Testimonials

//Testimonials
Testimonials 2017-09-14T15:30:06+00:00

At Produlab Pharma we manufacture veterinary antibiotics and other veterinary pharmaceuticals. In 2016, we installed a Synbiosis ProcScan system and SynStats software mainly to improve the data integrity of our antibiotic sensitivity testing.

We assessed two automated zone analysers but chose the Synbiosis ProcScan because the system is the only one that can measure inhibition zones in a 6 x 6 grid on large antibiotic susceptibility plates and records the raw plate images to provide hard evidence for clients or regulators to look at. We like using the ProcScan because the system not only saves us time but ensures the quality and traceability of our data.

Dave van Reusel, Microbiologist, Produlab Pharma, The Netherlands

Our group tests the potency of clinical and pre-clinical meningococcal vaccines by counting around 60-120 tiny colonies per streak in six streaks on each plate post SBA assay. This is time consuming and difficult to do manually when we have more than 100 agar plates to count, which is why we decided to test the ProtoCOL 3. We were so impressed by how easy it is to use that we decided to buy the system.

The service and support we had from Synbiosis was excellent and everything was delivered on time and installed well. Using the ProtoCOL 3 has totally changed the way we work, we can now count around 300 agar plates per day, as well as generate results on vaccine potency, something which would have taken us a week to do manually. We’re extremely pleased to have the ProtoCOL 3 in our laboratory.

Dr Christina Dold, Research Assistant, Oxford Vaccine Group, Oxford University, Oxford, UK

We are a contract microbiological testing laboratory and regularly test the sensitivity of new antibiotics using inhibition zone measurements in a 5 + 1 assay. We used to measure zones manually but it was taking too long to read each plate and we decided to assess automated inhibition zone measurement equipment.

We tested three systems and in terms of value for money and performance the ProtoCOL 3 inhibition zone measurement system came out in front, so we installed the ProtoCOL 3 and SynStats statistical analysis software in 2013. Using the ProtoCOL 3 and SynStats, we can now analyse over 100 inhibition zones and have the potency results in the time it took us to manually measure just 25 zones on a square plate. The ProtoCOL 3 has really improved our throughput.

Microbiologist, Contract Testing Laboratory, UK

We are developing meningitis vaccines against Neisseria meningitidis and have to use the Serum Bactericidal Assay (SBA) to establish efficacy. We are counting around 800 – 1200 colonies on 70 SBA plates every week so to save time and maintain consistency of data we installed a ProtoCOL 3* automated colony counter in 2012.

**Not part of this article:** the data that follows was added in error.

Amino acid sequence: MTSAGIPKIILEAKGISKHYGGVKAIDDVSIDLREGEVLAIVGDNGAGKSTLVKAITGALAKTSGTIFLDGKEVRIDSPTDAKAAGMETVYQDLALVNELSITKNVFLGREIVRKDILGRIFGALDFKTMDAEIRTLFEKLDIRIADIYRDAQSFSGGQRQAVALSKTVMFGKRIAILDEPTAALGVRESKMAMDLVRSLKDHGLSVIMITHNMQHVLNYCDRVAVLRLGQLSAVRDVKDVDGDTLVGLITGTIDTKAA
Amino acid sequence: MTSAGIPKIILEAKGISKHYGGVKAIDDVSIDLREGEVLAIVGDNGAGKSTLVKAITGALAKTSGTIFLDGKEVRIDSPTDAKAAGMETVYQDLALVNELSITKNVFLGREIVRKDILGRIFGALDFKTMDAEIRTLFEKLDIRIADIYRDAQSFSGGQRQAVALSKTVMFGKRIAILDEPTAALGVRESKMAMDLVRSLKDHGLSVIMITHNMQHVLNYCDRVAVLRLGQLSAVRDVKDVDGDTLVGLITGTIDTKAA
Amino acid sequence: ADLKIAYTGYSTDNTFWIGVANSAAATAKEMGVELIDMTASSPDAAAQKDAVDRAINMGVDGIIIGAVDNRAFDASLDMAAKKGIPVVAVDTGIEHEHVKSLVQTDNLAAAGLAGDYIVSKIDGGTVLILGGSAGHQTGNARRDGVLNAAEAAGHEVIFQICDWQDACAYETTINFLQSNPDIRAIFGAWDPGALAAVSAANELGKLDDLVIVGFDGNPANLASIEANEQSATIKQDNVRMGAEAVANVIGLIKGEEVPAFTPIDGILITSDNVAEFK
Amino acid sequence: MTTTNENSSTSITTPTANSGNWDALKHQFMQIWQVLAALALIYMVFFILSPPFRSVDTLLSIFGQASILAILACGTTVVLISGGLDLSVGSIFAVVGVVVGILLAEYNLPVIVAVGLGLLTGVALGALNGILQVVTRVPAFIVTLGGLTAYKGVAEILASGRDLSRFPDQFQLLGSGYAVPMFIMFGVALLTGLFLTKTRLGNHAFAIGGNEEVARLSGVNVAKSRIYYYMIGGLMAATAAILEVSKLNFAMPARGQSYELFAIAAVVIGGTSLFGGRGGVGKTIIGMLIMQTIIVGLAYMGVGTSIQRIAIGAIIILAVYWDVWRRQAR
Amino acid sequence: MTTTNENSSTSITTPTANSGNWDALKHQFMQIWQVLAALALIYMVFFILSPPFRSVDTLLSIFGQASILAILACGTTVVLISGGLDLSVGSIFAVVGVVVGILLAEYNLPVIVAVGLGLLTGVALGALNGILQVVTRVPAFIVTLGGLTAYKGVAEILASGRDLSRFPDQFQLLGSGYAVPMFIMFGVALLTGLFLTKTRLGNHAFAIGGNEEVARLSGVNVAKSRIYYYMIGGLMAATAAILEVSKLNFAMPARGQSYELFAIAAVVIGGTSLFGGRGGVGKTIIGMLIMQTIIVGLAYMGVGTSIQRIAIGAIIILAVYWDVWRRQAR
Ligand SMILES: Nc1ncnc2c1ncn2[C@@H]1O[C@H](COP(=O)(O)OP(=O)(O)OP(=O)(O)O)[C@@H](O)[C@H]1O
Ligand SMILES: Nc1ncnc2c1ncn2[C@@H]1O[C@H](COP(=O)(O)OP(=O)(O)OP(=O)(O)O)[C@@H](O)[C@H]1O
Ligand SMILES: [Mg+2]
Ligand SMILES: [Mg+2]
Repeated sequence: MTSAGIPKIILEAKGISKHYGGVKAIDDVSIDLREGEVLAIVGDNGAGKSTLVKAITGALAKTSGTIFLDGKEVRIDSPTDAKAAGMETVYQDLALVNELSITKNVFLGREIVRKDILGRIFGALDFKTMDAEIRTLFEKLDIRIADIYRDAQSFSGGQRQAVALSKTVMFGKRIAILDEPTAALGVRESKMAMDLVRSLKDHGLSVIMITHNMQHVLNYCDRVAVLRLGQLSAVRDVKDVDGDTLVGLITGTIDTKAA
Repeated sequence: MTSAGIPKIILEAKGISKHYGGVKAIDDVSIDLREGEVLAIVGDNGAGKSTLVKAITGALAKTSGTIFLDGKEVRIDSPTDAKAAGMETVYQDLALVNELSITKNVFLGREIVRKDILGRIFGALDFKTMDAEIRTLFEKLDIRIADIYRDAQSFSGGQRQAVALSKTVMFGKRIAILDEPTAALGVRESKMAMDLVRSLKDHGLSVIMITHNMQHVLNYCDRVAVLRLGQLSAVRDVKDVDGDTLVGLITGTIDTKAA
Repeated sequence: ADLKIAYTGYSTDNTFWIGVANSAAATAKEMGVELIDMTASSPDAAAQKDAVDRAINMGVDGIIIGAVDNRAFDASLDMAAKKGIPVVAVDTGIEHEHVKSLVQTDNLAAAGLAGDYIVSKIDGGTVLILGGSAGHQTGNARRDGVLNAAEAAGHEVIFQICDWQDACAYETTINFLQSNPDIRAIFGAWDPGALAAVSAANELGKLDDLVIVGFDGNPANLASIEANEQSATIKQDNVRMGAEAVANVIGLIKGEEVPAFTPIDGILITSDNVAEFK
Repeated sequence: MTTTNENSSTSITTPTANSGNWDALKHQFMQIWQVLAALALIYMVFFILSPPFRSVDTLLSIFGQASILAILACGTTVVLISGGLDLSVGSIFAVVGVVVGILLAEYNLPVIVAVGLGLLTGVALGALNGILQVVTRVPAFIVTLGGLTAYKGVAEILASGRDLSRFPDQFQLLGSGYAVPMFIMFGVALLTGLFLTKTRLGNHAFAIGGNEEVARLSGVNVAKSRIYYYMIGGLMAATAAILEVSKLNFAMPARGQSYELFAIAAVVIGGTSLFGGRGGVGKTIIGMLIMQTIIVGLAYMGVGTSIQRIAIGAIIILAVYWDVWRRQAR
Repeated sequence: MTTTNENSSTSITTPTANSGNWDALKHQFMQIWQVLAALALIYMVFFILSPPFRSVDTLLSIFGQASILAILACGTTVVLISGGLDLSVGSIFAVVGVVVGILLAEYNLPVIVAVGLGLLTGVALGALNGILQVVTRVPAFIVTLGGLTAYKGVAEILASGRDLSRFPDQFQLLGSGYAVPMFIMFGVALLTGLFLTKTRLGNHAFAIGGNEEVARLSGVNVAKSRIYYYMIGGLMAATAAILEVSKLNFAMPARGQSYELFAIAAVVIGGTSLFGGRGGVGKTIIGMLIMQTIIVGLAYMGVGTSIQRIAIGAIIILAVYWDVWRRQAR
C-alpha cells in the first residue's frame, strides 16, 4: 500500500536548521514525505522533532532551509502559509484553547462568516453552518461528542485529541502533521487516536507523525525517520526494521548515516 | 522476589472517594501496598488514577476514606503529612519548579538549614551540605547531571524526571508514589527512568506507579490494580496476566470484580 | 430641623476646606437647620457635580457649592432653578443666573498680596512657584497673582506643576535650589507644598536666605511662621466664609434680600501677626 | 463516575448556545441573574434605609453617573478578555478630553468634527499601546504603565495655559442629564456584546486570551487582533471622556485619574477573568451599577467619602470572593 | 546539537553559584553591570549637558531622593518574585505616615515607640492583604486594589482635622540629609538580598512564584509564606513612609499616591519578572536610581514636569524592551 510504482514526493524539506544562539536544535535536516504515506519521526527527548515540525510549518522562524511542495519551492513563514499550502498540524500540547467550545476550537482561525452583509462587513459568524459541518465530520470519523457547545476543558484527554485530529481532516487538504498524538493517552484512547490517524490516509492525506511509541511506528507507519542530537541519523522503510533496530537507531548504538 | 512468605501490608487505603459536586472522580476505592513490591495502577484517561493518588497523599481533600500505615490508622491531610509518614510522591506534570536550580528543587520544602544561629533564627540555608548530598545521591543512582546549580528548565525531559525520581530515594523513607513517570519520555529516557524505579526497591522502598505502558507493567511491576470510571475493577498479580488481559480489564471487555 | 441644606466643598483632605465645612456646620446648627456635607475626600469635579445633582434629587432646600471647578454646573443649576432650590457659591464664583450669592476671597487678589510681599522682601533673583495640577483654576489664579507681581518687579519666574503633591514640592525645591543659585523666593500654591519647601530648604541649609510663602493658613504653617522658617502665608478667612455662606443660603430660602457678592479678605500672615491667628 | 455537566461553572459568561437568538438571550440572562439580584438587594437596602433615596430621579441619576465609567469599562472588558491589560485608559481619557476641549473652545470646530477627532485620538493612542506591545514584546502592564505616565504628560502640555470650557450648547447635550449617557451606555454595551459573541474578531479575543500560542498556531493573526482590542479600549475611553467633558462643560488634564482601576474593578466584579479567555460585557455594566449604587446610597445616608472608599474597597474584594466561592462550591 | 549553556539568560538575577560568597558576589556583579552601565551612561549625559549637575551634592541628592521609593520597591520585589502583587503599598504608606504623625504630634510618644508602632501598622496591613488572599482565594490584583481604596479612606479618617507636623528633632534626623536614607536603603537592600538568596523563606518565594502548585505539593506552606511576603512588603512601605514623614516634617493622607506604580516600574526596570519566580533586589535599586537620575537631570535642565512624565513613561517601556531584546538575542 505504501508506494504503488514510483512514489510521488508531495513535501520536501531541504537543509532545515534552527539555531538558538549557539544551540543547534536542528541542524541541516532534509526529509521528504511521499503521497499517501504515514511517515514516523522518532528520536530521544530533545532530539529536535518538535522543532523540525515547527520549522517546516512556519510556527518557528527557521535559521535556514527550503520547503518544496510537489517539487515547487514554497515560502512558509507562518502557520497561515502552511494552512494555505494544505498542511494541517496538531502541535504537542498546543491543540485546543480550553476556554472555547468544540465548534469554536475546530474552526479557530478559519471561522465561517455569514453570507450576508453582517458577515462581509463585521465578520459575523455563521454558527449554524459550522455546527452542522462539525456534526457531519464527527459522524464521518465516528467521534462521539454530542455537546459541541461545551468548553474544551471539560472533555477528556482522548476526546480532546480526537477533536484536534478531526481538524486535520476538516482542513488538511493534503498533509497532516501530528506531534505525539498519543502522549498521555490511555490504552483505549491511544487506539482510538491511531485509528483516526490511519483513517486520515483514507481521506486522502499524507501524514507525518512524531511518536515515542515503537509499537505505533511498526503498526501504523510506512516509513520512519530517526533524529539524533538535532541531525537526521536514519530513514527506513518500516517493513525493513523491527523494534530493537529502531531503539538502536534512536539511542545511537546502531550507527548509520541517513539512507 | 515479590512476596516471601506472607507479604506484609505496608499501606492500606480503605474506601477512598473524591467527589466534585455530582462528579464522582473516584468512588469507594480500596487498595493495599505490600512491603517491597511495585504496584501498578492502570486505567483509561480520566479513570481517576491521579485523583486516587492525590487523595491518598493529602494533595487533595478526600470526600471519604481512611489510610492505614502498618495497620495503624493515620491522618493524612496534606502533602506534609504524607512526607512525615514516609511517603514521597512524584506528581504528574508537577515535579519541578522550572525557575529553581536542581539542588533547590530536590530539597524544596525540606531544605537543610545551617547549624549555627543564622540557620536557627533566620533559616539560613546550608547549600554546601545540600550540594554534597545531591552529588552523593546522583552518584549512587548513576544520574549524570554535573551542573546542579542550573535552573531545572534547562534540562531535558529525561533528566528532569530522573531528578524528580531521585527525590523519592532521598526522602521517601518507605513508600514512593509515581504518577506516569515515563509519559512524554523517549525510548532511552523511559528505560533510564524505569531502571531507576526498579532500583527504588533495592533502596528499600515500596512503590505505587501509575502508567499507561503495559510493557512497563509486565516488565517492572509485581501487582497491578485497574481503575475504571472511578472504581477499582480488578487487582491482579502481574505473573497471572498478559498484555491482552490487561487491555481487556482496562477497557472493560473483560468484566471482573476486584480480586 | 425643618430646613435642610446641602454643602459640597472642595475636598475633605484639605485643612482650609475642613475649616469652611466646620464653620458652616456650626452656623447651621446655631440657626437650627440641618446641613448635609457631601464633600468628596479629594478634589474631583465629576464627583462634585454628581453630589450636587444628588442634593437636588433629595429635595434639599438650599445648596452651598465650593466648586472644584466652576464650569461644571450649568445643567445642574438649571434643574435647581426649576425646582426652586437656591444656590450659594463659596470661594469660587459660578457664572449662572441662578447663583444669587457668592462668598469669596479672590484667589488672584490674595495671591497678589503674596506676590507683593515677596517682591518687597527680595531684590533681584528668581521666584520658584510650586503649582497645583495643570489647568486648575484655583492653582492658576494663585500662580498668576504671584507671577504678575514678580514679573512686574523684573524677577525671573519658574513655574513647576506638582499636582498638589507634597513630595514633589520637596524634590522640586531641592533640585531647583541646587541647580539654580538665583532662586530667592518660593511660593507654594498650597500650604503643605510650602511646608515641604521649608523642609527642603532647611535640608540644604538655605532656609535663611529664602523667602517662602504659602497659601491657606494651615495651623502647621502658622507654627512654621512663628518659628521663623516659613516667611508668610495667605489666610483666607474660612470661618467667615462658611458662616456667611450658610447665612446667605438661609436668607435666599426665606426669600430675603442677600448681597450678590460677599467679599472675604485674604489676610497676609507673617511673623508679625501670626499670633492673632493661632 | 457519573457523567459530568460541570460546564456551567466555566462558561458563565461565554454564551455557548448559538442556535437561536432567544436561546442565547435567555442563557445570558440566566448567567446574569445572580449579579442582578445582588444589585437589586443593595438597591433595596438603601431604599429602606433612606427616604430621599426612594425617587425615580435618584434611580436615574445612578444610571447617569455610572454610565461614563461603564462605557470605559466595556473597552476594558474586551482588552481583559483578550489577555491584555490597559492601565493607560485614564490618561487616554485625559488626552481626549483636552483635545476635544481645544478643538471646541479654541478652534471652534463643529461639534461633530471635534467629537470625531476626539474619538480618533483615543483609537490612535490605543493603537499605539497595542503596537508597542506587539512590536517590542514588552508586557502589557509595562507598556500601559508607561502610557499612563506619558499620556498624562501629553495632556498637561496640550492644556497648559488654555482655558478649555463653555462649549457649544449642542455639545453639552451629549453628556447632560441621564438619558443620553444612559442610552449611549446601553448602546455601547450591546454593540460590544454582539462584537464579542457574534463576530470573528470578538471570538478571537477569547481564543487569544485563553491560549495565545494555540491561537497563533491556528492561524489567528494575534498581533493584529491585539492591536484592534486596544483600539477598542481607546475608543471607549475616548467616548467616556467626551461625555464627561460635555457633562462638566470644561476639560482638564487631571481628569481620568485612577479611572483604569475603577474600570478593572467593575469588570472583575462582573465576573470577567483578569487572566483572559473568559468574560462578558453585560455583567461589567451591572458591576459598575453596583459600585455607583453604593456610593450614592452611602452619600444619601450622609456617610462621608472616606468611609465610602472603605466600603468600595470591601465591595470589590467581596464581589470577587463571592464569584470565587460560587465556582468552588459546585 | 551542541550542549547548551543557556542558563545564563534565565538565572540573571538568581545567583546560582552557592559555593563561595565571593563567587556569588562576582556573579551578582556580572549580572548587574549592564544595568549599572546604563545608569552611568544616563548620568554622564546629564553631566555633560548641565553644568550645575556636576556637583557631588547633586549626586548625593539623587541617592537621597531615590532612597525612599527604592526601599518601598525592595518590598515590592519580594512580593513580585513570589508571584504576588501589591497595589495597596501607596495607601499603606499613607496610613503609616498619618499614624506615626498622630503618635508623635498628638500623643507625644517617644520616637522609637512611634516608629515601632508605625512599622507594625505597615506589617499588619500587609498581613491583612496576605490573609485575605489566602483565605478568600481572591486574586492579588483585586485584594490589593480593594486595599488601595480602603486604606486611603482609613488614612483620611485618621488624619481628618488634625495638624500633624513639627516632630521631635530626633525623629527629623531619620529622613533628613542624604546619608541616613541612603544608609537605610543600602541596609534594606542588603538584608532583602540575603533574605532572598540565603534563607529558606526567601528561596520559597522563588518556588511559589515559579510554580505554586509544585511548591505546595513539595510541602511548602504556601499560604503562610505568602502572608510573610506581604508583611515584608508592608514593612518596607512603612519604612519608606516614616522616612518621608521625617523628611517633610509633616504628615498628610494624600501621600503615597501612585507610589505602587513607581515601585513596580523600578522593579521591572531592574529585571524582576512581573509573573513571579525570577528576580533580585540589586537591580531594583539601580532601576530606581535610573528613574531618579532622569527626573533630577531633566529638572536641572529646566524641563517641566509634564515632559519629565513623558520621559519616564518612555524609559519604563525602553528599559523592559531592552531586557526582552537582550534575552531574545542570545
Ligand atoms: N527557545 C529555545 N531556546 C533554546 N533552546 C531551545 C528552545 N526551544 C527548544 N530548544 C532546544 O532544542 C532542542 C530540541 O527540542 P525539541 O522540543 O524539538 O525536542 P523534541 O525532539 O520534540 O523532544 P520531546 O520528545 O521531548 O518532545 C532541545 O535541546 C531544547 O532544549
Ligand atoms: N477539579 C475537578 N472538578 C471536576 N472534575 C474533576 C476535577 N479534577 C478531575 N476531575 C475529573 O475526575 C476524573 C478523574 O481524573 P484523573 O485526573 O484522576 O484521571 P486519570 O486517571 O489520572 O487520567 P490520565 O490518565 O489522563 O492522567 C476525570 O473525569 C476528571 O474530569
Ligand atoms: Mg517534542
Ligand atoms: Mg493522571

Many of our scientists are not microbiologists but immunobiologists and they find the ProtoCOL 3 SBA counting software is straightforward to use. Often our colonies are very close together or touching and the ProtoCOL 3 software can easily distinguish them. We are very pleased with the way the ProtoCOL 3 peforms and we intend to continue using the system in future for SBA analysis, as well as for more challenging colony counting applications.

* ImmBio was supported in this purchase by a research and development grant from the Technology Strategy Board as part of the government-backed Biomedical Catalyst. Grant number 1204_BCF_CDS_R1 21601-155139 101360

Claire Entwisle, Head of Laboratory, ImmBio, Cambridge, UK

We routinely run OPAs because we are the WHO reference laboratory and provide testing for many groups. We have been using the ProtoCOL HR for this work for several years but have recently reached colony counting capacity in our lab. To maintain consistency, which is important in a validated assay, we assessed current automated colony counting technology and in 2012 chose the latest ProtoCOL 3 system because the system is small and its counting performance is faster than the ProtoCOL HR.

We have found the support we have had from the Synbiosis team to help us make the transition to another automated colony counter was helpful so the ProtoCOL 3 was the right choice to help us increase our throughput in vaccine testing.

Lucy Cowell, Laboratory Technician, Immunology Unit, UCL Institute of Child Health, London

We bought an aCOLade colony counter for our lab in 2011 because we needed a reliable, simple to use, anti-glare manual colony counter. We are now counting colonies on around 50 plates every day of all sorts of different bacterial and fungal colonies with aCOLade and have found aCOLade is sensitive, has a nice viewing magnifying glass and best of all we don’t have any reflection problems when counting white colonies on TVC plates.

When we needed help the Synbiosis team was very good. We know we can call to ask them anything to do with the aCOLade and they will respond very quickly. The aCOLade is brilliant and we’ll definitely re-order an aCOLade from Synbiosis when we need another colony counter.

Val Burton, Laboratory Supervisor, Pukka Pies, Leicester, UK